Another genome-wide association study:
Breast cancer exhibits familial aggregation, consistent with variation in genetic susceptibility to the disease. Known susceptibility genes account for less than 25% of the familial risk of breast cancer, and the residual genetic variance is likely to be due to variants conferring more moderate risks. To identify further susceptibility alleles, we conducted a two-stage genome-wide association study in 4,398 breast cancer cases and 4,316 controls, followed by a third stage in which 30 single nucleotide polymorphisms (SNPs) were tested for confirmation in 21,860 cases and 22,578 controls [!!!] from 22 studies… SNPs in five novel independent loci exhibited strong and consistent evidence of association with breast cancer (P < 10-7). Four of these contain plausible causative genes (FGFR2, TNRC9, MAP3K1 and LSP1).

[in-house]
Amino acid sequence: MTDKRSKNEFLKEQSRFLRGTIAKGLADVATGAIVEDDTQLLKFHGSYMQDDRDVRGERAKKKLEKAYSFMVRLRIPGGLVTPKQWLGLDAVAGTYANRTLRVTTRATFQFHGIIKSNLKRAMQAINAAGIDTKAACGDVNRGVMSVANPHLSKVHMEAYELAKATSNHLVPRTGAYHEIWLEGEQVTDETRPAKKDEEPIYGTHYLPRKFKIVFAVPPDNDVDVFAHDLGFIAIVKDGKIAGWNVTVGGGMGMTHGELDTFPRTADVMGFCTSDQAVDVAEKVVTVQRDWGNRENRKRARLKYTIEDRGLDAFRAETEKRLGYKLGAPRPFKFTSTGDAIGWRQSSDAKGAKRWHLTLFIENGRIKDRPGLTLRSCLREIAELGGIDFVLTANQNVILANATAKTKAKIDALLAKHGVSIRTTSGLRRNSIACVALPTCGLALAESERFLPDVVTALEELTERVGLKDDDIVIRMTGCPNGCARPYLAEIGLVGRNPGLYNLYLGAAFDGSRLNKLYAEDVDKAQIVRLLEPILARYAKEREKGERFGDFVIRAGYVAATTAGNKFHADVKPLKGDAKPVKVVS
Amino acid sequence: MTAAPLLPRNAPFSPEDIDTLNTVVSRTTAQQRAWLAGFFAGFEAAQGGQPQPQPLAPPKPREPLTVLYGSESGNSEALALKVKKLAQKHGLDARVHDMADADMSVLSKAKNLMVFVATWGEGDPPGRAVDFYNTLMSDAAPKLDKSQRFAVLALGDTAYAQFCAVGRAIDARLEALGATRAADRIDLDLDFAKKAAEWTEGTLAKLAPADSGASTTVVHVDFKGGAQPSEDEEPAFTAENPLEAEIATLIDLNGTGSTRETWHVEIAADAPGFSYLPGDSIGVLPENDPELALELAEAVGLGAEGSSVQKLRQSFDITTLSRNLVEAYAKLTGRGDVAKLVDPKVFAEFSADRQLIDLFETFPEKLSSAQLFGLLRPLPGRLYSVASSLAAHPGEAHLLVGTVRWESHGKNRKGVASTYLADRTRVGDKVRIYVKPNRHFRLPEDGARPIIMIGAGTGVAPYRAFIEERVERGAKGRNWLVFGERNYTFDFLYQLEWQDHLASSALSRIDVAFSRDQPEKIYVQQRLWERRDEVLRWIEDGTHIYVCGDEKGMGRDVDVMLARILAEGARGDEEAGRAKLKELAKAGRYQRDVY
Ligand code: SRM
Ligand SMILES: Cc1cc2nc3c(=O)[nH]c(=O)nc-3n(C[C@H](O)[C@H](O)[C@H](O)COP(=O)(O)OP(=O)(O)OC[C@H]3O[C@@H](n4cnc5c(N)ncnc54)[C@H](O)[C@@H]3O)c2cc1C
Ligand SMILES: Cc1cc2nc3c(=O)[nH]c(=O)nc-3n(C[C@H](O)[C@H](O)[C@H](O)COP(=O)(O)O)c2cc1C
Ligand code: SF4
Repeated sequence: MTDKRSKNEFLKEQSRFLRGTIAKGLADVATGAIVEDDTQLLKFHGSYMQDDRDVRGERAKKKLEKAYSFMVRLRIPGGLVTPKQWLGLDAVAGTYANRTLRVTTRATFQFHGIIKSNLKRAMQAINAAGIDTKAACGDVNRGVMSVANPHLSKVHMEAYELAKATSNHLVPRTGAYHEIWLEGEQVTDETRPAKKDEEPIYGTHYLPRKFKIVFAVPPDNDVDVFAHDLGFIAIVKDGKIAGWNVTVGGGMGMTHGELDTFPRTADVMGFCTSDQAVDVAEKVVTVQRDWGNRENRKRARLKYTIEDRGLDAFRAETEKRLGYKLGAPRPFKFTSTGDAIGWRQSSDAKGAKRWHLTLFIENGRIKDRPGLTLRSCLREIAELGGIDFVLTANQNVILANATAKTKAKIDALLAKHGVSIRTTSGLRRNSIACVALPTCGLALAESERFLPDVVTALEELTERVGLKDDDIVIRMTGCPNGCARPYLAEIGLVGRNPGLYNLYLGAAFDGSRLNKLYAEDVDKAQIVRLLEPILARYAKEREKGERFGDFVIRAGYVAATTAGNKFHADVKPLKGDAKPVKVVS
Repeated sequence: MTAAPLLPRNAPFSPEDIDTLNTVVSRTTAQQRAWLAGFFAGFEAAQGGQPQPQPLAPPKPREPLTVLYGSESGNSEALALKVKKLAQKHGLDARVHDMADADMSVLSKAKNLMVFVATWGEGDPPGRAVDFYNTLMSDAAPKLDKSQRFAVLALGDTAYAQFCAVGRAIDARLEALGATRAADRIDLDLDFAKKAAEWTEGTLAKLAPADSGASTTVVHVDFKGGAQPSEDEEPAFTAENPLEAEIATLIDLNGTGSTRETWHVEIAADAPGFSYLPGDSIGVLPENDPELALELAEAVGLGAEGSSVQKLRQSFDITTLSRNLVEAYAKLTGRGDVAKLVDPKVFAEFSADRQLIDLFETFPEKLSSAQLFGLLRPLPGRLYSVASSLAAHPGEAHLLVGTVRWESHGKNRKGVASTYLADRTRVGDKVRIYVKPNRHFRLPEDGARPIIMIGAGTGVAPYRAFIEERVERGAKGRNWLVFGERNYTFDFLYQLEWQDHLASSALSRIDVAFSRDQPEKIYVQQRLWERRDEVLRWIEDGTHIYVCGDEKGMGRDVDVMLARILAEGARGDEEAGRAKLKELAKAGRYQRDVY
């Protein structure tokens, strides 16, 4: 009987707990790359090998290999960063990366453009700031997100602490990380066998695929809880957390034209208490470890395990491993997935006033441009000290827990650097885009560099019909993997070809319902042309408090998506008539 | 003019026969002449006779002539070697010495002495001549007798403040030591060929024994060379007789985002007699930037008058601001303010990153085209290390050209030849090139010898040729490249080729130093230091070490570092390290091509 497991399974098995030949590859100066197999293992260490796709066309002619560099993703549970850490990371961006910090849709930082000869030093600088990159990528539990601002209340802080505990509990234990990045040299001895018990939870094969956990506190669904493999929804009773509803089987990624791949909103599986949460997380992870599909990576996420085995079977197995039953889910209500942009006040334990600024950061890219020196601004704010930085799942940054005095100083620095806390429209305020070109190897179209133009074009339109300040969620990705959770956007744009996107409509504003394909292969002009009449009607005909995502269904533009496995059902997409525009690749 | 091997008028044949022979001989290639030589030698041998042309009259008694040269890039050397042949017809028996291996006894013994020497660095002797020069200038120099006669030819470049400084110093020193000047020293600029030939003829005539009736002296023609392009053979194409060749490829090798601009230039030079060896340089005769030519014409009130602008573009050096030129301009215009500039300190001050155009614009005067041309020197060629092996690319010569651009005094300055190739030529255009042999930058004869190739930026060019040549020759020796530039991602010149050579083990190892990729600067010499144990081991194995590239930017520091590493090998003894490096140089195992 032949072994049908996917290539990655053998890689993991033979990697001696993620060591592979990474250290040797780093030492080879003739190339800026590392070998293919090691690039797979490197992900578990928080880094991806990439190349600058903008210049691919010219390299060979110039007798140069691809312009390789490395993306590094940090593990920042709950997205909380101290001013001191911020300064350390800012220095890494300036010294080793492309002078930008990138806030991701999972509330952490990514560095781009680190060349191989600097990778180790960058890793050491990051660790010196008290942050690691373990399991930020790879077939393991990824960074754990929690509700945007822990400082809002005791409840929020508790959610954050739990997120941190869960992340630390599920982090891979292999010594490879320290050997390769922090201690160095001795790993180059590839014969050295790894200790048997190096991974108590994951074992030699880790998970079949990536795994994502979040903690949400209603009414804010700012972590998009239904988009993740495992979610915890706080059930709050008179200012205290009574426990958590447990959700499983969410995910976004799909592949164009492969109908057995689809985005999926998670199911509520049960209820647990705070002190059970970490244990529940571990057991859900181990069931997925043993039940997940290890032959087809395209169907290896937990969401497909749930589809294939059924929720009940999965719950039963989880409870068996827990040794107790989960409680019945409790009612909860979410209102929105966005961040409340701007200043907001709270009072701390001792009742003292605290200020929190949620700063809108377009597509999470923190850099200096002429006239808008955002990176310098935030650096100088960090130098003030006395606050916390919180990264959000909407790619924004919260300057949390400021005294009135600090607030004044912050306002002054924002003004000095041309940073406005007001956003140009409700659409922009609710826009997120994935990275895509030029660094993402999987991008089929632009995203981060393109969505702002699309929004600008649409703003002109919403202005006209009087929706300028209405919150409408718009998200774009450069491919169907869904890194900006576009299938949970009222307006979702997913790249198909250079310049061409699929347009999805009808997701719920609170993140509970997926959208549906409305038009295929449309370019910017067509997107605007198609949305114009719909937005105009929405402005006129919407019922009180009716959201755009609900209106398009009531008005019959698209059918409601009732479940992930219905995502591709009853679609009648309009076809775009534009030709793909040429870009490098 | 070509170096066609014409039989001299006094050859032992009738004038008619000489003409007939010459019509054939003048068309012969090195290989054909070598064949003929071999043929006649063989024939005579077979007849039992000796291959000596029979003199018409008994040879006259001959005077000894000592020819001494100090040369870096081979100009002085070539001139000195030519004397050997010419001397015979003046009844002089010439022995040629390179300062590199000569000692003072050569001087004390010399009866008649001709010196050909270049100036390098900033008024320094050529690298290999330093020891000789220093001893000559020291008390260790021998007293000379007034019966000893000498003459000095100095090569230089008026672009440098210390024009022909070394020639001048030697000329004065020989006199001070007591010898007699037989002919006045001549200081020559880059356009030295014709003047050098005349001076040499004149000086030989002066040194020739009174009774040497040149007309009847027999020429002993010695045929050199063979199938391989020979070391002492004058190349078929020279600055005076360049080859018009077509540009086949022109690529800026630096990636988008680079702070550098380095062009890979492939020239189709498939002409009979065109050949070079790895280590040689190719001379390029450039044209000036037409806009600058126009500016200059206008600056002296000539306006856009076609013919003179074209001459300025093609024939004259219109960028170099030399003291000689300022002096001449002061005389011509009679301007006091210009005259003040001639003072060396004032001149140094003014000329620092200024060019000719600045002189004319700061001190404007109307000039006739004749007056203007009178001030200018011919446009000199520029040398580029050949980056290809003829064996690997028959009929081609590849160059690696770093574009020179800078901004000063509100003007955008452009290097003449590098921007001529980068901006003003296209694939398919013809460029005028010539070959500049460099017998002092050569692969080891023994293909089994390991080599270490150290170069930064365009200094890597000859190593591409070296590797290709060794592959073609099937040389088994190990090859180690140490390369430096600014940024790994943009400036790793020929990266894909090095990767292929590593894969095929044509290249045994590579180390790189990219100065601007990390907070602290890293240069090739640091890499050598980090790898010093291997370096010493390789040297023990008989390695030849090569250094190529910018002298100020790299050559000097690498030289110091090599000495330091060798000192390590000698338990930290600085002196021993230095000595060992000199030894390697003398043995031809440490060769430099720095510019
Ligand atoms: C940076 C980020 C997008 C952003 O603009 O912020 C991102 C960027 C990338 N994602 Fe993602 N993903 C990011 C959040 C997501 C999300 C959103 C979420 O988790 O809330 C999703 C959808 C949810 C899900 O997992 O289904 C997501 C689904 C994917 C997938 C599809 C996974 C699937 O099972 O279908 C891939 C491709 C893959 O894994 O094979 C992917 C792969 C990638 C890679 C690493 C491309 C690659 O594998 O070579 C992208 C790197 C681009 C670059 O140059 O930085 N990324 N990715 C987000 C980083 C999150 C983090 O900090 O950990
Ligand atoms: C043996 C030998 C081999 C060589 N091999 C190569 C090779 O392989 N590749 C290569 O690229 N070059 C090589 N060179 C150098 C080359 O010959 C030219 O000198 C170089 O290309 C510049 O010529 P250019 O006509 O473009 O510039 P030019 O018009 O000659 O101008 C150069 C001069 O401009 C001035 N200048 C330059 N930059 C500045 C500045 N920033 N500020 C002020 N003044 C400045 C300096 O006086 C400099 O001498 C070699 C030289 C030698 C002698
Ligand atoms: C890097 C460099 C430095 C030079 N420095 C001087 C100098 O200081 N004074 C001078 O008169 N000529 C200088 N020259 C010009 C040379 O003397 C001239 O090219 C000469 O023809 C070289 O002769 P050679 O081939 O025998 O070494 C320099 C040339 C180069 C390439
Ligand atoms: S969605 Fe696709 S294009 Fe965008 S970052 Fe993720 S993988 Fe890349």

These alleles are of small effect and in areas of the genome about which little is known, again showing that genome-wide association studies are a powerful way of opening up research into novel biology.